Did Violet distribute those books of witness to her fellow students by preaching fire and brimstone and telling them what horrible sinners they are? No! With a big smile and joy in her step, she went from student to student, those she knew and those she didn’t, to hand them a book and share Christ’s message of hope with them. It took her a little over six weeks to share the entire case, sharing the last three just before her 18th birthday.
The day after her birthday, Violet was involved in a serious car accident as she left school. Although the school is not one where prayer is normally promoted, students and teachers spontaneously began a prayer vigil on behalf of Violet. But three days later, God chose to call her home.
In the immediate aftermath of Violet’s death, the school community turned to the word of God that was now readily available, not only to deal with her death, but to find out how to receive the kind of joyful life that Violet lived while she was among them. Many students are coming to Christ, not in response to rebuke, but because Violet and some of her fellow youth group members radiated the love of Christ among them.
From modern day Pennsylvania, we go back nearly two thousand years to eastern Macedonia, in particular to the city of Philippi. Here we look upon two men who have gotten themselves into a peck of trouble. We know them today as the Apostle Paul and Silas, but it was Paul who was the leader.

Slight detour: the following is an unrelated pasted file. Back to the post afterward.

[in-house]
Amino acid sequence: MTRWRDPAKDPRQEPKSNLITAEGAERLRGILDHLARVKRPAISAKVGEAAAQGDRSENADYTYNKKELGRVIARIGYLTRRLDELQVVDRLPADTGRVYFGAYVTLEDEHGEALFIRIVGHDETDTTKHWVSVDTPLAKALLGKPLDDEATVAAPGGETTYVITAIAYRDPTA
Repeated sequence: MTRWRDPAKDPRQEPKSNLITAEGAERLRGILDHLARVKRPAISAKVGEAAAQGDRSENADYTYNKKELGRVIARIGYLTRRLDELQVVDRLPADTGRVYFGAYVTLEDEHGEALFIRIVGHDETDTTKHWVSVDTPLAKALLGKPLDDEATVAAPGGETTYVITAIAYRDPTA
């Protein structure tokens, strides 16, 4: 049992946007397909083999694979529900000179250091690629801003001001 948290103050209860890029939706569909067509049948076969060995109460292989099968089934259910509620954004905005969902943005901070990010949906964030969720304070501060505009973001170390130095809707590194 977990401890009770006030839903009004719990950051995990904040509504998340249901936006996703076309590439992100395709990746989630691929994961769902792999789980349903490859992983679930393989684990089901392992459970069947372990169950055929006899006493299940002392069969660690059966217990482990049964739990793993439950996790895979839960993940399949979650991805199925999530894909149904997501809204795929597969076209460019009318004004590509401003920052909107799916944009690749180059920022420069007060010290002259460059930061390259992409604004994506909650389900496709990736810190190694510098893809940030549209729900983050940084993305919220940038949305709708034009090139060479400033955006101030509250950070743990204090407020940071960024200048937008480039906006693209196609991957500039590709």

It is Paul who we will focus on. God could not have picked a more interesting and well-suited person to be both his chief missionary of the Gospel and author of a major part of the New Testament through the letters he wrote to the churches he planted, clarifying some of the finer points of Christian theology and contending with heretical positions that were already creeping into the early Church. As the Church spread into Asia Minor, Macedonia, Greece and points west, the early Church membership went from being entirely Jewish to a not always comfortable mixture of Jew and Gentile.
But who better to deal with contentions and heresies than a Jewish scholar who at one time thought that believing that Jesus was the Messiah and the Son of God was the very epitome of heresy. Saul of Tarsus, who would later be better known by his Roman name, was perhaps the foremost persecutor of these Jewish followers of Jesus. It fact, it was when he was on the road to Damascus to apprehend these followers of Jesus (the name “Christian” was not even being used yet), that Paul had his direct encounter with Christ that led to his 180º change of position on the legitimacy of belief in Jesus as the Messiah and Son of God. It was such a major change that many of the leaders of the early Church were highly suspicious that it was a trick to enable Paul to destroy the Church by cutting off the head. It would be like Ted Cruz suddenly speaking out as the most ardent advocate of pro-LGBT issues.
But Paul was far more than a zealot. He was a scholar who studied at the feet of the best teachers of the Law that Judaism had to offer in his day. In fact, he was a member of the sect whose name is now synonymous with legalism. He was a Pharisee. And while he preached in the synagogue of Damascus immediately after his sight was restored following his Damascus road experience, he also studied the Tanakh long and hard to make sure that his interpretation of the experience was accurate.